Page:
5. Teachers' views on the ELT content and global issues

In March 2013, I also conducted a survey among 37 university instructors of English. The instructors (ages 25-41) had at least 5 years of experience in teaching and were mostly female (86%).

The survey for university instructors of English as a foreign language consisted of 10 questions. Some of the questions were very much the same that I asked students, but the focus was a little changed. Some of the questions I asked them were the following. 1. Do you think your students will be responsible world citizens? 2. Do you stimulate and inspire your students to become active ,,world citizens?" 3. Please mention one or two global issues or world problems that you personally worry about. 4. What topics does the course book that you use in the English language classroom deal with (neutral, apparently harmless topics;

controversial topics; global issues)? 5. Do you think that global issues and controversial topics can provide meaningful content for language classes? 6. Do you think that new material - grammar and vocabulary- can be taught with a global perspective through a change of content?

Most teachers - 55% - don't think that their students will be responsible world citizens in spite of the fact that 93% of teachers stimulate and inspire students to become them. Students' answers to the same question but worded differently (if they can personally do something to change their community, society, nation, and the world) almost coincided with the teachers'. Teachers worry about the following world problems: terrorism, consumer society, social inequality, freedom of speech, inclusive education, and ,,disposable" lifestyle. None of the students mentioned those problems. All the respondents said that the course books they use have mainly neutral, apparently harmless topics. They also noted that books are politically and socially harmless and global issues as well as controversial topics are not included. All teachers - 100% - were unanimous in saying that global issues and controversial topics can provide meaningful content for language classes. The percentage of students wanting to discuss these issues is 89. To the question of whether teachers think that new material - grammar and vocabulary- can be taught with a global perspective through a change of content, most teachers - 81%- gave a negative answer. 6. Teaching methods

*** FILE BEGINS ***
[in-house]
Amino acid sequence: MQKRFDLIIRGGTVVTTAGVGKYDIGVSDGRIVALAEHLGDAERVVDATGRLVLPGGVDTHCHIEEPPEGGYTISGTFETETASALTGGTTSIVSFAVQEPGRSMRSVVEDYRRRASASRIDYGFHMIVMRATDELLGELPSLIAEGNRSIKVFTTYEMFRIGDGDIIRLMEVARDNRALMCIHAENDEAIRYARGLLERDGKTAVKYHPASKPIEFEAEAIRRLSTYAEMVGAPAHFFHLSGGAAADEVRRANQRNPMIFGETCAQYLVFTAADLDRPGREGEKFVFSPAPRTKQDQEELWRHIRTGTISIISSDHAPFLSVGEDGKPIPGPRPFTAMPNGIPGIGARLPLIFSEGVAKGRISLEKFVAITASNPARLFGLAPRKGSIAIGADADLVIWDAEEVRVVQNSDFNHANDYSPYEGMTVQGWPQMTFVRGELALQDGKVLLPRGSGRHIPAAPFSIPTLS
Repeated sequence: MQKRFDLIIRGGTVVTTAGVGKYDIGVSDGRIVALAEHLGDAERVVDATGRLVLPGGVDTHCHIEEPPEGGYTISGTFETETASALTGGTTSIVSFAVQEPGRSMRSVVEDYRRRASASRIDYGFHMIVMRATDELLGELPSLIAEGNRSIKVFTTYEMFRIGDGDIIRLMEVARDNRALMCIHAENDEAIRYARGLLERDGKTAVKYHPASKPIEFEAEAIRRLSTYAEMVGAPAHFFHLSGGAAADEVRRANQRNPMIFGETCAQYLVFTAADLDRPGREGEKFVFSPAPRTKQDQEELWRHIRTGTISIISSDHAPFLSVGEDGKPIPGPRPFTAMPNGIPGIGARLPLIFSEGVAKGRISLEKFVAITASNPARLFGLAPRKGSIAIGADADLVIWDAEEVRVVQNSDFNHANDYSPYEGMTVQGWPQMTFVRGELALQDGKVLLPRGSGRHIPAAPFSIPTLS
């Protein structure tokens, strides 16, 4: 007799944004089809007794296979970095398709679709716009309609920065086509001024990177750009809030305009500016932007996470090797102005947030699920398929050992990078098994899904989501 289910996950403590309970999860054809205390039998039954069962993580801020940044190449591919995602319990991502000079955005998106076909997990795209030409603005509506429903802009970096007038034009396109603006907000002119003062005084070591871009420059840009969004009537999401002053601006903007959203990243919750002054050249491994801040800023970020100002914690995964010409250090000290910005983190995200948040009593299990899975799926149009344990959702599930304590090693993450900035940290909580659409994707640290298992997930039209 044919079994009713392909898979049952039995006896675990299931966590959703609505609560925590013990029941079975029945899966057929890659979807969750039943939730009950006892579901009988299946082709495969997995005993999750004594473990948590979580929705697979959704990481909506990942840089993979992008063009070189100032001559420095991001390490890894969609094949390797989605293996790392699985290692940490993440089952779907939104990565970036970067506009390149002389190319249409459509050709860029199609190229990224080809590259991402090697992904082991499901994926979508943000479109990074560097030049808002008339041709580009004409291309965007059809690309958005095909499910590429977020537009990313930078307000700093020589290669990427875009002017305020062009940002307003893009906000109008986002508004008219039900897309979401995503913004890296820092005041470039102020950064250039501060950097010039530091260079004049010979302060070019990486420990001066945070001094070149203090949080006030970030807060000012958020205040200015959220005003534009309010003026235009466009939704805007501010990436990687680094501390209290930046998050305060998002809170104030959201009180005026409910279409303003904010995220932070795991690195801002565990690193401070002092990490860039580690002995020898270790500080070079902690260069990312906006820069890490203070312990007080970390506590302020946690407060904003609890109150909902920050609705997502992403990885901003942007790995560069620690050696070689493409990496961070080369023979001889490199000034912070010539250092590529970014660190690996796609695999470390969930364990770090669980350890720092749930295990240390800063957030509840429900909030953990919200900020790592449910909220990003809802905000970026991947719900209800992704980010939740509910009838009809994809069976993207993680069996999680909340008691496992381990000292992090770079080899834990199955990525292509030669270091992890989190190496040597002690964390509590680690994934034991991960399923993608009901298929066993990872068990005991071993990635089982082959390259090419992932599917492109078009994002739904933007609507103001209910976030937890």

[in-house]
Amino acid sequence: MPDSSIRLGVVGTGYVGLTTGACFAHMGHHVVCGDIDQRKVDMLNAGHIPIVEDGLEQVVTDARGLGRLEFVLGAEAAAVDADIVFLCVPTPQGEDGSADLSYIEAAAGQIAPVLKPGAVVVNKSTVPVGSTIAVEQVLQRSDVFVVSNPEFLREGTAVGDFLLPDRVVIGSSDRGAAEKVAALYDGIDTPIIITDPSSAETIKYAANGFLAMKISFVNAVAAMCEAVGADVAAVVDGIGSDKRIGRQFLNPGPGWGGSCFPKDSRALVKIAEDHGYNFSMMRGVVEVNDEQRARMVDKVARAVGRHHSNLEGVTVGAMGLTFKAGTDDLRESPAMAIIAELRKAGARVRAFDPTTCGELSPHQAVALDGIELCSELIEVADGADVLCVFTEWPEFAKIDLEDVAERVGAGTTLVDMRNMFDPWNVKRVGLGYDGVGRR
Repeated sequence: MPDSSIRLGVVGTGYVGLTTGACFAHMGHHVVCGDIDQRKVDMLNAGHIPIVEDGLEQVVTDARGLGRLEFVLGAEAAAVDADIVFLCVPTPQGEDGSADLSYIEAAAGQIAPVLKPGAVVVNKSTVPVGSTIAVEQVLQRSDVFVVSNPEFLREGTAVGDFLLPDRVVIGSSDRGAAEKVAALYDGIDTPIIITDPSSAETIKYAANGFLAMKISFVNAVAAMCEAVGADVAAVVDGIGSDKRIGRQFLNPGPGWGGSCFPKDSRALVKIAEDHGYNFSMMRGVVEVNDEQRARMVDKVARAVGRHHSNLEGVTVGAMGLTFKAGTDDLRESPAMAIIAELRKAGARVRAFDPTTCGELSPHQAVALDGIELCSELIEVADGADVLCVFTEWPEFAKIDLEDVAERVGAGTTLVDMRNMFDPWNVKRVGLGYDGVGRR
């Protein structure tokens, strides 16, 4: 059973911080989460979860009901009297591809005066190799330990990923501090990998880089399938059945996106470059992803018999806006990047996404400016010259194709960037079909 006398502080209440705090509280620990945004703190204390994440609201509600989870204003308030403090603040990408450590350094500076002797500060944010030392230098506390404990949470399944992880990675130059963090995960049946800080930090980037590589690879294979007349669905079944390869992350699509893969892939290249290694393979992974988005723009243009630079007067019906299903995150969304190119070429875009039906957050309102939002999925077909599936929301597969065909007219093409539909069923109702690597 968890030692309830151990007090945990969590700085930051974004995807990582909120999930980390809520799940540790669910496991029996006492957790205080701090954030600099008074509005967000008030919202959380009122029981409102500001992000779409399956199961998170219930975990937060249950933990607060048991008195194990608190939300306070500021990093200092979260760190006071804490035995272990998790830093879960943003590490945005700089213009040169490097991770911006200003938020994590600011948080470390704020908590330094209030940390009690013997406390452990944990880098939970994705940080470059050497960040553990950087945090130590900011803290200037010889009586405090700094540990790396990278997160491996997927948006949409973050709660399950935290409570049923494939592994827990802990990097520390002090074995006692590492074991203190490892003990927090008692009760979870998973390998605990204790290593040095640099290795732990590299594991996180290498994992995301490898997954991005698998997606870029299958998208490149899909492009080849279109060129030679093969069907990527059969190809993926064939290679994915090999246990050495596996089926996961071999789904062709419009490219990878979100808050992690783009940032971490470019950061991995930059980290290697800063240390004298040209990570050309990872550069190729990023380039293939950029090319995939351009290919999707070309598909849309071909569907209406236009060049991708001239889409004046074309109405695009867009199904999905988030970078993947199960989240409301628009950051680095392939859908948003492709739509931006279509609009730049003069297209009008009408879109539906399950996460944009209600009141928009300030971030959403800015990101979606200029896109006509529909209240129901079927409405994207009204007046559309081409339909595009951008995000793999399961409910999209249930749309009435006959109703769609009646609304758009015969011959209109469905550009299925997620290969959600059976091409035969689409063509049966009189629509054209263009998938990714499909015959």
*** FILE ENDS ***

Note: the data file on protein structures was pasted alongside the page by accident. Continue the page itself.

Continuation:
I will provide an overview of discussions, debates and brainstorming ,,buzz" groups formats which I believe can be advocated in the teaching of global issues. While designing and conducting activities related to global issues or controversial topics it is important for teachers to realize that students do not develop global competence after they have gained fundamental knowledge of the issue and certain language skills, but rather in the process of gaining knowledge and developing skills.

Discussion can be used to achieve important instructional objectives: to help students learn important communication skills such as stating ideas clearly, listening to others, and responding to others in appropriate ways; to give students public opportunities to talk about and play with their own ideas; and to help students construct their own understanding of the issue being discussed. I have experimented with the discussions of such topics as domestic violence in families, inclusive education, and lack of clean water.

There are many debate formats but I think that two can be particularly effective in the language classroom. The first is formal, Oxford-style debate, which includes opening speeches by students with opposing positions, interrogation and defense of each side's argument, and rebuttal speeches. A second form of debate is advocate decision making in which students debate a single position on a public issue. I have tried both formats and as a teacher I acknowledged that both were effective. Students found them interesting, motivating and enjoyable. Controversial issues that we debated were the following (1) Early marriages - good or bad? (2) The influence of media on kids' personality development: positive or negative? (3) Standardizes tests: pros and cons.

Buzz group activity got its name because students sound like a group of busy bees while working on a task. I selected issues that were suggested by my students and experimented with the topic ,,security of an individual in a big city" based on the question ,,How the police can protect the public against crime?" During debriefing, students noted that discussing and debating global issues and controversial topics make them feel more connected to the world and current

events, extend their existing knowledge of the issue, and increase their ability to think about its causes and possible solutions.

Other approaches which I think teachers can try out include: a discussion board, a teacher's story, a case study, project work, essay contest, poster contest, a student's oral presentation, a round table discussion, simulations, role-plays, guest speakers, English speaking guest lecturer, video exchanges, e-mail discussion groups, English speech contests on global themes.